For instance, I watched a YouTube video of two heart surgeons repairing a patient's dilated ascending aorta. It's a very simple procedure. Having watched the video, I can tell you exactly how to do the surgery without even remotely being able to do it myself. With no follow-up activities, check box training is impotent when it comes to competency transfer. What is learned needs to be practiced—first in a safe environment so salespeople don't harm their results while they practice, and then in front of their prospective clients.
Reinforcement and Accountability
Training is part of development, but only part. It’s simply impossible to develop competencies in a group of people in six hours. Nor will a single exercise provide enough time or experience to master anything. The first time you see something, you are acquiring knowledge, an important first step. Mastering the approach or strategy requires more awareness, coupled with the experience of using what you learned. You can improve your check box training by reinforcing it with exercises and group coaching where people share their experiences: what worked, what didn't work, what the results were, and how you might adjust your own approach. Without reinforcement, competency transfer is impossible, along with the better results you need.
Any new competency is only enabled by a behavioral change, in this case made possible when sales leaders and sales managers create accountability for the behaviors they want to see in their salespeople. Having checked the “do training” box, many sales organizations go right back to doing what they've always done. Without a greater commitment to improving your sales force's effectiveness, including new and better behaviors, you’ll see no real improvement in your results.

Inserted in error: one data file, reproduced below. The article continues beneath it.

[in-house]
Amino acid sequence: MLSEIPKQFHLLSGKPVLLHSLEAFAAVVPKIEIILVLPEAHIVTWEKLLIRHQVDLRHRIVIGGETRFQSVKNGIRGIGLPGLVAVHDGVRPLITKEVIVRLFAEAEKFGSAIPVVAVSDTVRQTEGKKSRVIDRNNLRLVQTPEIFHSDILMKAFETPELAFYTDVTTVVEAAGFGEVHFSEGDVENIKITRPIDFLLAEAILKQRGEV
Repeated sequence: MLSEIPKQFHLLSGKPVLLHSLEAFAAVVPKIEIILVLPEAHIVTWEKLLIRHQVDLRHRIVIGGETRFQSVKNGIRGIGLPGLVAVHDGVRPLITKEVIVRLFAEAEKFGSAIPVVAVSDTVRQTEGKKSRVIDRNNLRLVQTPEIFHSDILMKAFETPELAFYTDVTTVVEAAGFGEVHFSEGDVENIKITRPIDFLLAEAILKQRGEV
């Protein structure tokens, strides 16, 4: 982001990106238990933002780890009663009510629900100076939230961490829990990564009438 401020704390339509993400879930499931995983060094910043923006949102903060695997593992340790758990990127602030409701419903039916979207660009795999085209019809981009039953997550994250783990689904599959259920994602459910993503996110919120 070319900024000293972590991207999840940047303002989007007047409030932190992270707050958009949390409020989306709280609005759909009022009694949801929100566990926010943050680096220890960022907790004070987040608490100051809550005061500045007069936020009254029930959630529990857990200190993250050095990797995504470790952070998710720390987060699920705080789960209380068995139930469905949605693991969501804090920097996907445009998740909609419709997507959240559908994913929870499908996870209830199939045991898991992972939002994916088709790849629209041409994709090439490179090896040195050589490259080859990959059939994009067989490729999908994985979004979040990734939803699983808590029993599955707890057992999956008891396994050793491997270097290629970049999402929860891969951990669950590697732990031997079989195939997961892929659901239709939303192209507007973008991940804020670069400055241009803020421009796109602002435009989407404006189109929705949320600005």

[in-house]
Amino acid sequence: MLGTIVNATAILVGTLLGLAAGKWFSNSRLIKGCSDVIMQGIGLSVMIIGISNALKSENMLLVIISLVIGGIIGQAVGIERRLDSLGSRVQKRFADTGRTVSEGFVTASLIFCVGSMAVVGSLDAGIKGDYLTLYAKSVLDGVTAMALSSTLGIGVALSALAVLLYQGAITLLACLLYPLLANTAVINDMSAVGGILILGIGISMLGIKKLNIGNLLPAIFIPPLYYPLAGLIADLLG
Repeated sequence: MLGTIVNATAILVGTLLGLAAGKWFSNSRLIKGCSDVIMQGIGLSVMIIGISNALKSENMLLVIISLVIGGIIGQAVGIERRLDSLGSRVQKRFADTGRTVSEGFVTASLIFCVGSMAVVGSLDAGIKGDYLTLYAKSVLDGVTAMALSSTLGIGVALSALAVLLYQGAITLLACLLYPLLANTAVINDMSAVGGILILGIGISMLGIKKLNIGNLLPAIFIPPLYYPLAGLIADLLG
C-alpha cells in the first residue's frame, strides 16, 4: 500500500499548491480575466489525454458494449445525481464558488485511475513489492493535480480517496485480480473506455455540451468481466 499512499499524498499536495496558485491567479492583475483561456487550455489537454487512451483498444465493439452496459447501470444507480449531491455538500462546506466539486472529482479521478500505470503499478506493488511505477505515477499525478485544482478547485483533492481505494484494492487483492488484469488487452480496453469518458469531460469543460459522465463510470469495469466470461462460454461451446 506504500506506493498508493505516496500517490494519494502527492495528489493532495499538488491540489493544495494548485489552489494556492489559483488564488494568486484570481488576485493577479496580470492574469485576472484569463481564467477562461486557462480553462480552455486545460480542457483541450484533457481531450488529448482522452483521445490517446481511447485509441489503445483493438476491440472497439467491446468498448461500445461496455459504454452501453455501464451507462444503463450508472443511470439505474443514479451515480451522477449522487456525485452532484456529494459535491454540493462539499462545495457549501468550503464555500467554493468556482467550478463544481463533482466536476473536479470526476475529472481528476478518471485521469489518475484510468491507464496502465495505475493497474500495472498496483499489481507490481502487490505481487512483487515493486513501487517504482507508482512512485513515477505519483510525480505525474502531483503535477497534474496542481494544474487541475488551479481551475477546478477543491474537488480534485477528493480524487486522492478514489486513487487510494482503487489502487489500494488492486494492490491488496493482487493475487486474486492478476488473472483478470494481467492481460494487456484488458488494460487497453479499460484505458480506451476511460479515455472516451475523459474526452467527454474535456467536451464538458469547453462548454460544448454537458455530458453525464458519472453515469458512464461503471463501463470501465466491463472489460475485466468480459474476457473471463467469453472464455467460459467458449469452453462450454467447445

These behavioral changes go hand in hand with the reinforcement that comes from reviewing the training, practicing it in the field, and listening to and sharing experiences with others pursuing the same competency. Together, they form a critical and overlooked form of accountability: the accountability to grow and improve.
Improving Your Check Box Sales Training
To summarize, the first and most important way to improve your training is to start with a development plan and a competency model. Check box training no longer just checks the box when it is one part of a larger program, especially one that is built on competency transfer. The second way is to reinforce the new knowledge with exercises and reviews, providing the time to practice. Finally, the accountability for behavioral changes must come from sales leaders and sales managers, without which all change initiatives fail.
Professional selling is becoming more difficult. It requires more of the salesperson than organizations (and clients) have expected in the past. These expectations focus on creating a greater level of value within the sales conversation and exhibiting consistent and valuable professional growth. Your clients and your sales organization will both remain frustrated unless and until you improve your sales force's effectiveness.